Don't expect much from the Manji Maru sample. Visit a town, visit a cave, do a little grinding, and beat up a boss... it all amounts to a thirty-minute glimpse of a fifty-hour epic, and it isn't really a good indication of what the adventure has to offer, though the one boss fight will probably come off as being pretty darn cool.

You get a more substantive slice of LoH here, a full chapter of the six-chapter journey, which means a little over an hour of a quest that lasts for ten. You can visit a number of villages and even put together a full four-member party before the demo closes its doors and demands you check out the real game for more.

Speaking of the real games, since the full versions of Manji Maru and the Japanese Legend of Heroes can each be had for the five bucks or so it would cost to acquire this disc, well, who needs the demos anyway? This isn't some sort of elusive rarity either, and it boasts zero enticing "extras," making it an unnecessary item for all but the most devout PCE collectors.

Tuesday, March 23, 2010

Dragon Slayer: The Legend of Heroes II

Falcom / Hudson Soft
Super CD-ROM

Fans of the first Legend of Heroes will feel very comfortable with this followup. Say hello again to a little playfield and littler sprites...

...and reacquaint yourself with an easy-to-use battle system that enables players to get through fights extremely quickly. On an unfortunate note, the enemy designs remain lackluster.

Not everything stayed the same. While the original can easily be conquered in under ten hours, this one might well require thirty your first time through it. That might sound like a good thing, but you have to spend so much of that extra time accumulating money and experience points that the adventure becomes a miserable grind at times. This didn't wreck the game for me, as I'm not one to mind some perfunctory leveling, but you'd better be sure that you won't mind it either before you get going here. Many obligatory, unexciting battles await you.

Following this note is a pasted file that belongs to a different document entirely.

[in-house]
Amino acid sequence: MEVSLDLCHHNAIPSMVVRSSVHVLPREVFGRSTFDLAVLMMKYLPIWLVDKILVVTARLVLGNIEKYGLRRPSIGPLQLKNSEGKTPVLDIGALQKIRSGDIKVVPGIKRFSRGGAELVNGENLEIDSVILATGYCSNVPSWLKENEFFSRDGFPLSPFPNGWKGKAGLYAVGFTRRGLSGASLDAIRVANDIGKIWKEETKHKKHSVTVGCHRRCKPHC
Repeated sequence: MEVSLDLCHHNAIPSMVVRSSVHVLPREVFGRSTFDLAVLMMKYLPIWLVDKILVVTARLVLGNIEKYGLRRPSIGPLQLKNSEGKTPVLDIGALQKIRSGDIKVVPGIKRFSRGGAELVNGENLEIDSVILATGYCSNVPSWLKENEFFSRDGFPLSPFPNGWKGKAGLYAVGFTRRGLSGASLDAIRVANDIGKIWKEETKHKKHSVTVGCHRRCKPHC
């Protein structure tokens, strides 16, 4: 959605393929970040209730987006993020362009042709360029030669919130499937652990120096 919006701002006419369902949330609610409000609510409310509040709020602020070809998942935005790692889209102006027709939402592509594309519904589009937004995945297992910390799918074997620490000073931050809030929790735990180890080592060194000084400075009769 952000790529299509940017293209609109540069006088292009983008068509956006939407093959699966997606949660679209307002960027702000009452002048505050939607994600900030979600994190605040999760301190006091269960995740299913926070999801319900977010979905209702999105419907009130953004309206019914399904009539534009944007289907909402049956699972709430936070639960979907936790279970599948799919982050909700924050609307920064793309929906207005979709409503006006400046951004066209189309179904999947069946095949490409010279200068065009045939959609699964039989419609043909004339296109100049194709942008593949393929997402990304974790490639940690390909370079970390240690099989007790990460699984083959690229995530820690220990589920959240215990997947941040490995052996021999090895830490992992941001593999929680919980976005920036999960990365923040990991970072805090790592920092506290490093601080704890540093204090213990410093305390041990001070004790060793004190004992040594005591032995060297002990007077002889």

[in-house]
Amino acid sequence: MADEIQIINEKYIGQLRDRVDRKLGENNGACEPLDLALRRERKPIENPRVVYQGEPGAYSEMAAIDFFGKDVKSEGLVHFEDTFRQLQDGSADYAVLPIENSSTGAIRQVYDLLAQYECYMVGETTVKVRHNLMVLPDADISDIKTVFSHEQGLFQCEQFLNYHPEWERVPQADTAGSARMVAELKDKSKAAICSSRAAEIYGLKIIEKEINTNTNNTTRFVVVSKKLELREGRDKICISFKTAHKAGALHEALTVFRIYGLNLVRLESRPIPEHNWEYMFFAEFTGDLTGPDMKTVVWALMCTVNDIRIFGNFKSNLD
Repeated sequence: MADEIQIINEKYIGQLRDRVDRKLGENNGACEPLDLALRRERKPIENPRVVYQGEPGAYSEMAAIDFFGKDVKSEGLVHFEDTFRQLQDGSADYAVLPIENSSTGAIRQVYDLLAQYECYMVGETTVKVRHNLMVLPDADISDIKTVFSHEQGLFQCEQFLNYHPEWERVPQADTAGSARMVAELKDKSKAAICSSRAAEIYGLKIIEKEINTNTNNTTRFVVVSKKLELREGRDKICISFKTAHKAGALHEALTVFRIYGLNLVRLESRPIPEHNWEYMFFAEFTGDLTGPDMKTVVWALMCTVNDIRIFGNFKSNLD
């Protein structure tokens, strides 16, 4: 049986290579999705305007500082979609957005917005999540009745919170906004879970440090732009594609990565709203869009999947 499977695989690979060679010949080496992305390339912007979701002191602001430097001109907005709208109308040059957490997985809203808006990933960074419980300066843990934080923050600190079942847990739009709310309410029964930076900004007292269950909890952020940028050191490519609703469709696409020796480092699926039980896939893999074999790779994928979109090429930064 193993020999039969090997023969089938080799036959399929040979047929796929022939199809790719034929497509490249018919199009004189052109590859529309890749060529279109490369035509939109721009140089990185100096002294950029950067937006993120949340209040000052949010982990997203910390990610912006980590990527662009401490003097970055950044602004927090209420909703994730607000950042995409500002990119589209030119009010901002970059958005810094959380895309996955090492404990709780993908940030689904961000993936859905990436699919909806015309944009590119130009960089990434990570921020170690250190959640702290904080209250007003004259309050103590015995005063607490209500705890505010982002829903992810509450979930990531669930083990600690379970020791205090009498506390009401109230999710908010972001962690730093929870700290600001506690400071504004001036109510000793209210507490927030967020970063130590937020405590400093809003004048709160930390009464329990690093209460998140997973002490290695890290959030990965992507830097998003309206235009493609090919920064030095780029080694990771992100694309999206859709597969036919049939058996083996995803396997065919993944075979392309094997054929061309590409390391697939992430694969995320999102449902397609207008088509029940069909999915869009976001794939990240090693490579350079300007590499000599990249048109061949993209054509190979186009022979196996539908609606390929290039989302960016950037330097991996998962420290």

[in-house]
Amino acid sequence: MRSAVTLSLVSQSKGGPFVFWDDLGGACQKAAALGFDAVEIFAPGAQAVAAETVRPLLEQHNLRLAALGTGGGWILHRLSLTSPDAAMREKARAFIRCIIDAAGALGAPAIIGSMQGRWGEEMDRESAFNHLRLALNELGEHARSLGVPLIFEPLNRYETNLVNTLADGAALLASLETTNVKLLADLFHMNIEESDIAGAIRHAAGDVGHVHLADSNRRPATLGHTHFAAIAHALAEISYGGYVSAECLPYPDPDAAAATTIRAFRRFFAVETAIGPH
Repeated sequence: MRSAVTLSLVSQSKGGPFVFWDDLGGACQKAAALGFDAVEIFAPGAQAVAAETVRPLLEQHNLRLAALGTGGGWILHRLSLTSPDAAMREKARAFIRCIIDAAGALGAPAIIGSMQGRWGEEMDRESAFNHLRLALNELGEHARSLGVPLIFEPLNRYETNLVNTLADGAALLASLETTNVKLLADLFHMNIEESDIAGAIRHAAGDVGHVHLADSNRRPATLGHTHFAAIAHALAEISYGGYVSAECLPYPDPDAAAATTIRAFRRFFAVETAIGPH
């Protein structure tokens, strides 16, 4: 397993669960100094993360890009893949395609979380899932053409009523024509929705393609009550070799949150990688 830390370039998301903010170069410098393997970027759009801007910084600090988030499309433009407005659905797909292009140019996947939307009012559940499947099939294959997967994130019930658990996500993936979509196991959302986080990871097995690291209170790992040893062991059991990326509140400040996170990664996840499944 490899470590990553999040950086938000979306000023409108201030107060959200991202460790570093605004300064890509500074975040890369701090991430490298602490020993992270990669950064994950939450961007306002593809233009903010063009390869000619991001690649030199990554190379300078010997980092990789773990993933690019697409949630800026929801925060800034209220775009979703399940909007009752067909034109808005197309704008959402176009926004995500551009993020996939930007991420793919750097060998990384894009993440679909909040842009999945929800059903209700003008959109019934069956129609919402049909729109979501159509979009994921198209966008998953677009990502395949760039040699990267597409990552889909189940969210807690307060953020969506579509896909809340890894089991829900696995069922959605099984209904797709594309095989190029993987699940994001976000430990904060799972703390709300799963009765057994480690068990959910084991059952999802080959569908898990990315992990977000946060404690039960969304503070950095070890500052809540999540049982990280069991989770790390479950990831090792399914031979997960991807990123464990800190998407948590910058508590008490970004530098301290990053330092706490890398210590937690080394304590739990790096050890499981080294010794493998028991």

But the responsibility for maintaining the player's interest for a quest three times as long as the one that precedes it apparently encouraged LoH2's designers to step things up as far as storytelling goes. While LoH indulges in anime-style theatrics only during its opening and closing sequences, its sequel boasts numerous cinematic intermissions. This is mainly conversation-based material, though--nothing particularly exciting or mind blowing...

...and the greatest artistry and the most flair are still to be found at the beginning and end of the quest.

The sequences tell a tale intended to be a few-years-later continuation of the story we experienced the first chapter of in LoH. Since the crafters of this tale didn't want to have you traipse around the same old overworld locations for another full quest, they came up with an alternative primary setting: an incredibly intricate network of underground tunnels. Nope, you won't be retracing many of the steps you took in LoH; instead, you'll spend hours and hours and hours and hours trying to find your way around bleak, dark tunnel mazes. Needless to say, the "environments" are pretty dull.

One potentially enjoyable element of those tunnel journeys is the challenge of evading enemies. In the first LoH, you need to obtain special items to be able to see where hostile creatures are positioned on the map. Here, roving monster groups appear as black blobs without any item-utilizing required, and these blobs are often numerous and sometimes extremely aggressive. Pulling off your best Barry Sanders moves to dodge an undesirable encounter can actually be lots of fun.

Another interesting play element is the magic system. Instead of costing typical MP, each spell has its own "vial" displayed in the character-stats sidebar; a vial empties when the spell it represents is cast, and it gradually refills as you go about your business on the field screen, with certain powerful spells requiring more recharging time than others. It's definitely a neat system, perhaps not preferable when all is said and done to the traditional method but cool and effective enough for a one-game go.

Also effective is the music, which is flat-out exceptional at times. As is the case with the first game's tunes, LoH2's tracks are basically Ys-like arrangements that would be hard-pressed to make the final cut for an Ys adventure. Still, some of these town and cave numbers are absolutely fantastic.

Character design is also an LoH2 strength. You still have to tolerate a precocious blonde kid as the lead, but he has likable allies to travel with and heinous villains to confront.

LoH2 isn't great overall, failing even to measure up to its predecessor. But it boasts many of the solid gameplay elements that the successful first LoH relies on, introduces some cool new ideas, and delivers more good music. As long as you won't mind the tunnel treks and excessive grinding too much, you should find LoH2 to be a PCE RPG worth experiencing.